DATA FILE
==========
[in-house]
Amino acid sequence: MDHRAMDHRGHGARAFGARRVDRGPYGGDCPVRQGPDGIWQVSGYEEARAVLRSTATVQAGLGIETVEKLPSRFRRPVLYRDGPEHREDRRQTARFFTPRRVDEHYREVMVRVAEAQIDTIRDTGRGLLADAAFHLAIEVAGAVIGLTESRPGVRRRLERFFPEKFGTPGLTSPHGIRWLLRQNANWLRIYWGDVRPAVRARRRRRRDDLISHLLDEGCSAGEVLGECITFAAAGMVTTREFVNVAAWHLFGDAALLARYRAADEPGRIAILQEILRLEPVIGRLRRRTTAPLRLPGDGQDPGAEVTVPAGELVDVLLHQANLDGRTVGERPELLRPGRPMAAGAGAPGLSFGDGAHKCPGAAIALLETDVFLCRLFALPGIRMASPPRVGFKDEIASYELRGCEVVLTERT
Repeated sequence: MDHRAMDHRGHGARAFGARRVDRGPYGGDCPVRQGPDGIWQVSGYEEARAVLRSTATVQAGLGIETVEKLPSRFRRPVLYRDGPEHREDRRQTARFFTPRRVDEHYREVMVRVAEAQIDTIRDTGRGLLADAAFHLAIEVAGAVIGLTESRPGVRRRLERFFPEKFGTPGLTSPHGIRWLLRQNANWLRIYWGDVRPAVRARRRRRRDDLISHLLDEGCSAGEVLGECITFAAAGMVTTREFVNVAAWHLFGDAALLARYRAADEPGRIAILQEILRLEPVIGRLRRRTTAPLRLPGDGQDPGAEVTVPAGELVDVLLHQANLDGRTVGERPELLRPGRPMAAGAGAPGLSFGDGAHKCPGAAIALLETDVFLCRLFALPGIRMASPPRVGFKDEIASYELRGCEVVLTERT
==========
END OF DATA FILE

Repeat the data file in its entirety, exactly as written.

[in-house]
Amino acid sequence: MDHRAMDHRGHGARAFGARRVDRGPYGGDCPVRQGPDGIWQVSGYEEARAVLRSTATVQAGLGIETVEKLPSRFRRPVLYRDGPEHREDRRQTARFFTPRRVDEHYREVMVRVAEAQIDTIRDTGRGLLADAAFHLAIEVAGAVIGLTESRPGVRRRLERFFPEKFGTPGLTSPHGIRWLLRQNANWLRIYWGDVRPAVRARRRRRRDDLISHLLDEGCSAGEVLGECITFAAAGMVTTREFVNVAAWHLFGDAALLARYRAADEPGRIAILQEILRLEPVIGRLRRRTTAPLRLPGDGQDPGAEVTVPAGELVDVLLHQANLDGRTVGERPELLRPGRPMAAGAGAPGLSFGDGAHKCPGAAIALLETDVFLCRLFALPGIRMASPPRVGFKDEIASYELRGCEVVLTERT
Repeated sequence: MDHRAMDHRGHGARAFGARRVDRGPYGGDCPVRQGPDGIWQVSGYEEARAVLRSTATVQAGLGIETVEKLPSRFRRPVLYRDGPEHREDRRQTARFFTPRRVDEHYREVMVRVAEAQIDTIRDTGRGLLADAAFHLAIEVAGAVIGLTESRPGVRRRLERFFPEKFGTPGLTSPHGIRWLLRQNANWLRIYWGDVRPAVRARRRRRRDDLISHLLDEGCSAGEVLGECITFAAAGMVTTREFVNVAAWHLFGDAALLARYRAADEPGRIAILQEILRLEPVIGRLRRRTTAPLRLPGDGQDPGAEVTVPAGELVDVLLHQANLDGRTVGERPELLRPGRPMAAGAGAPGLSFGDGAHKCPGAAIALLETDVFLCRLFALPGIRMASPPRVGFKDEIASYELRGCEVVLTERT